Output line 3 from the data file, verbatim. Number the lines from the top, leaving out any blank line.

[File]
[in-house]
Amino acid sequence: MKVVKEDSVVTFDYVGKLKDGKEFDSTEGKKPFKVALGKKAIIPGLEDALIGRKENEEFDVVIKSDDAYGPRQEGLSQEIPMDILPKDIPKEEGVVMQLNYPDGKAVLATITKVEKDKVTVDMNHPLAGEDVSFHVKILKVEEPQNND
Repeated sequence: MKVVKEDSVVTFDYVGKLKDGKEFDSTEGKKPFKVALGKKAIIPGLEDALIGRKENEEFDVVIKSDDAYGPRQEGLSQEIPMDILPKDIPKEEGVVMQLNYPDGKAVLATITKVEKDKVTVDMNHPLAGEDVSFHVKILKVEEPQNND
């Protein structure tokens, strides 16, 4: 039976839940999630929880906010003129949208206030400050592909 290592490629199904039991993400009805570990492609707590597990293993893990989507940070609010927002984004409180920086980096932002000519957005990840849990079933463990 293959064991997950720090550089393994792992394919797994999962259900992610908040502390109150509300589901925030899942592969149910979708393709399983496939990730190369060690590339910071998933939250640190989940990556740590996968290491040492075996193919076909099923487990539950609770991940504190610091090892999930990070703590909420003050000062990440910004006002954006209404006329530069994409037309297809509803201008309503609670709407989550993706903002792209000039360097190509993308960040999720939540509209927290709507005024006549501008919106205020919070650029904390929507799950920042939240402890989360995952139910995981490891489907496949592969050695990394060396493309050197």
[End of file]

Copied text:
Repeated sequence: MKVVKEDSVVTFDYVGKLKDGKEFDSTEGKKPFKVALGKKAIIPGLEDALIGRKENEEFDVVIKSDDAYGPRQEGLSQEIPMDILPKDIPKEEGVVMQLNYPDGKAVLATITKVEKDKVTVDMNHPLAGEDVSFHVKILKVEEPQNND